RE: proxy questions

Discussion in 'privacy technology' started by Uitlander, Mar 12, 2019.

  1. Uitlander

    Uitlander Registered Member

    Joined:
    May 16, 2010
    Posts:
    156
    Location:
    Albany, CA
    1. Do proxies in any way hide or obscure ones activities from your ISP? I keep finding conflicting answers on this, so hoping someone here can give a definite one.

    2. Will an 'HTTP proxy' really strip the SSL from all HTTPS connections, and allow one to access those URLs as an HTTP connection? How about a SOCKS4 proxy?

    3. Is configuring use of a proxy a 'set-it-and-forget-it' sort of deal, or does it require occasional adjustment to maintain?

    Thanks for any info!
     
  2. Stefan Froberg

    Stefan Froberg Registered Member

    Joined:
    Jul 30, 2014
    Posts:
    636
    Altought Tor and VPN could be loosely be defined as "proxy" I presume here that you mean those traditional HTTP/HTTPS/Socks4/Socks5 proxies that are floating around the net out there for free.

    First rule is this: Don't use only traditional proxy. If you need/want to use one chain it with Tor and/or VPN
    (I made a sort tutorial howto do that, unfortunately, it's mostly Linux only: https://www.orwell1984.today/ProxyBlues.pdf)

    And now for answers:

    1. No. Traditional proxies are unencrypted. So any data and metadata (like HTTP-headers) are passed in clear unless you
    also use some additional encryption in addition to proxy. All that traditional proxies do is hide your IP address.
    That's all (and in plain, unencrypted HTTP-proxy case even that is not 100% certain)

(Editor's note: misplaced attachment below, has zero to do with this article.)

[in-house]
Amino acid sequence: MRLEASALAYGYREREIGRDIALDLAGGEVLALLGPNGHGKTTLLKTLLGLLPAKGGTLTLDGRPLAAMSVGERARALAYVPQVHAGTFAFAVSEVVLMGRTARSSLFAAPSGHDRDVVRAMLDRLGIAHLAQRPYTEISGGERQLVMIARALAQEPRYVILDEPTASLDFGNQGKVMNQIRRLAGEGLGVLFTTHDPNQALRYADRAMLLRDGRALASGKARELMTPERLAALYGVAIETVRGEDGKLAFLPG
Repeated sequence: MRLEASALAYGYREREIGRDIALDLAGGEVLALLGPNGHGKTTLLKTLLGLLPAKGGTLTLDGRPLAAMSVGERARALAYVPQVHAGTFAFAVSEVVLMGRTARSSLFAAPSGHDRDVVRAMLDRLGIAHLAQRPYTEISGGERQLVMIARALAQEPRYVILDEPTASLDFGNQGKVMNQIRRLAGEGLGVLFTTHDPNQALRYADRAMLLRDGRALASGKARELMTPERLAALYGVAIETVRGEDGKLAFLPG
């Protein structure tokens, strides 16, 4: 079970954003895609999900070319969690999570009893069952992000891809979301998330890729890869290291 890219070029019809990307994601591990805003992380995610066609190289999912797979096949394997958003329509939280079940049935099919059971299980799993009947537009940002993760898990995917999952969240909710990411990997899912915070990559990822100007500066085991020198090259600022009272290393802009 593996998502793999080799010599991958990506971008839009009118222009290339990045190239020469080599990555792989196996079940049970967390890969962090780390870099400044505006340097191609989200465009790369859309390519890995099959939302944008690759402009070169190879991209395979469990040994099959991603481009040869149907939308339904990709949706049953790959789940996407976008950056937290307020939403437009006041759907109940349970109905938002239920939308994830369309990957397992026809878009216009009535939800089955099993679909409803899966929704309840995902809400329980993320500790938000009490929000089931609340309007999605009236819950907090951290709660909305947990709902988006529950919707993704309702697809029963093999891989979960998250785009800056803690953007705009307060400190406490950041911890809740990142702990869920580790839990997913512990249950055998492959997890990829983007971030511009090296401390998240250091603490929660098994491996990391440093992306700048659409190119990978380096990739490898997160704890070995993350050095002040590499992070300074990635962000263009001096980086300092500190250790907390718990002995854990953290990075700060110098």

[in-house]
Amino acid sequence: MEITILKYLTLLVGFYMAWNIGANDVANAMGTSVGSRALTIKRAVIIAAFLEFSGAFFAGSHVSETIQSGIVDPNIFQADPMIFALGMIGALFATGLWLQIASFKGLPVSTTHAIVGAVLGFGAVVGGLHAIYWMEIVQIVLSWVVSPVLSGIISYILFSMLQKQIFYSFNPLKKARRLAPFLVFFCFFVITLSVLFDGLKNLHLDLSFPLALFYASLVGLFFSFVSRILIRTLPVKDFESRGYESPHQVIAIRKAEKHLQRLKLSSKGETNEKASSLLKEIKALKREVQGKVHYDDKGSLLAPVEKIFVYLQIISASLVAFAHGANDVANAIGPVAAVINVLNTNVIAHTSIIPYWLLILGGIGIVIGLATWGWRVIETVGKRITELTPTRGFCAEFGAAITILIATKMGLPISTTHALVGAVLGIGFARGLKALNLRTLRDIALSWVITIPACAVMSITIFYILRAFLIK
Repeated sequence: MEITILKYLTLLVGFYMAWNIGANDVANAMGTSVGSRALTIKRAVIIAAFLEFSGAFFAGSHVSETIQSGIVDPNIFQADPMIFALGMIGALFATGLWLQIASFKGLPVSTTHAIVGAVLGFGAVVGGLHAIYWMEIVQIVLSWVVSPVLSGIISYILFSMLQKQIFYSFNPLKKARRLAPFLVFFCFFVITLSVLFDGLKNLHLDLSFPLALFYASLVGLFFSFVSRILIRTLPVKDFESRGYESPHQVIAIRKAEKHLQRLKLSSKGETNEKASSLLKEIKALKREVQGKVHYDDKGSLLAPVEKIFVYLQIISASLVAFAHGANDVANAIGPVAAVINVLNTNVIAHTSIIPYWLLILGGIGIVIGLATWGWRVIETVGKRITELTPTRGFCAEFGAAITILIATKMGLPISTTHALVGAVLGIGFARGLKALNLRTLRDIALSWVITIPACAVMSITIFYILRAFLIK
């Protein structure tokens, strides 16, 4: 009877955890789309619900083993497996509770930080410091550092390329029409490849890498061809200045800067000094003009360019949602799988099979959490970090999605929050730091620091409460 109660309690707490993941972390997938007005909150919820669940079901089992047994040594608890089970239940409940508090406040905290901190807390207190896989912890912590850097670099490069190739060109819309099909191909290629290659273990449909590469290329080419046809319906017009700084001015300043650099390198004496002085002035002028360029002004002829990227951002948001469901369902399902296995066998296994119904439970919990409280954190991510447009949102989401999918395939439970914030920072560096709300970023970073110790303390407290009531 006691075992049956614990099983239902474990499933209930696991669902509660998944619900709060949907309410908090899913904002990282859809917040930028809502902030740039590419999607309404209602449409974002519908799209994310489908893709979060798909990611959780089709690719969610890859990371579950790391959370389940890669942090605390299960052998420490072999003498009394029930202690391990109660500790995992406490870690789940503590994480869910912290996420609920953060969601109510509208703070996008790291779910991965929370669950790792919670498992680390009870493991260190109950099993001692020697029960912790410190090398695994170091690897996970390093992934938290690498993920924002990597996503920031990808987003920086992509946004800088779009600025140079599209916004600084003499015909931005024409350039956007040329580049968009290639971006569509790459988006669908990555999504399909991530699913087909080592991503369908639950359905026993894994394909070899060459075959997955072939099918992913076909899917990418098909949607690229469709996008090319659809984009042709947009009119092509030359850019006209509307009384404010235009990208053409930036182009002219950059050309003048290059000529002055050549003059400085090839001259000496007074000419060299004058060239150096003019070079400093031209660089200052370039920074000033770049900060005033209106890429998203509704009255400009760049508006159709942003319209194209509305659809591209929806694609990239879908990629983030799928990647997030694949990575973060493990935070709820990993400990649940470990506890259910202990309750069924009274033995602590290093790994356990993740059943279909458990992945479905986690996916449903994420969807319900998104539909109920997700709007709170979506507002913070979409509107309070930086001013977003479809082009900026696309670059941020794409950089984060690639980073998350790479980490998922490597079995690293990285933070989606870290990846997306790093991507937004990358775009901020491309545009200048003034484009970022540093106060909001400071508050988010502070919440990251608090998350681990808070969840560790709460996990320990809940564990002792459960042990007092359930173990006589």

2. HTTP-proxy does not actually "strip" the SSL/TLS-encryption.

    It's just the nature of those ordinary HTTP-proxies to not forward traffic that is SSL/TLS (aka starting with https:// ) encrypted. And even in cases of HTTPS-proxies you could very well be blocked to access certain website (for example: if you use proxy located in China good luck trying to access facebook).

    So it all depends how the owner of the proxy configured it (does it allow HTTPS connection to only certain sites? does it allow HTTPS connection at all?)

    But if by stripping you mean downgrade attack of HTTPS traffic to HTTP, yes, that's possible to certain degree (take a look of: https://moxie.org/software/sslstrip/)

    Socks4 is older version of Socks5. So I recommend that you use Socks5 instead (Socks5 for example, supports remote DNS-lookups which is a nice feature). But again, it does only hide your IP, it does not offer any built-in encryption and
    you have to handle and make sure that of yourself (like ordinary https:// or SSH tunnel or VPN or Tor)

    3. If you own your own proxy out there (like maybe one setup in a rented VPS-server) then sure, it's set-and-forget.
    But if you use proxies set by others then you have no control when they disappear and your connection breaks.
     
  3. Uitlander

    Uitlander Registered Member

    Joined:
    May 16, 2010
    Posts:
    156
    Location:
    Albany, CA
    Many thanks for taking the time to give so much info. The end goal I am aiming for is to have a VPN installed on my router, setup in some way to only handle traffic when I use MX Linux (installed) or TAILS (via LiveCD). I read somewhere this is doable. For XP Pro, I want traffic to go through a proxy (I assume the HTTP sort) that will 'strip' or circumvent the SSL/TLS-encryption. The only problem I have with XP Pro is the embedded CA certificates store is blockading me from about half the internet, when I use Chrome/Chromium based browsers. I've looked into several solutions (Odysseus proxy, ZapProxy, etc.), and it looks like just using the right sort of proxy is the best and simplest solution to converting HTTPS to HTTP. Since I only use XP Pro to surf, the security of SSL/TLS-encryption is a non-issue for me....I'm only interested in restoring functionality.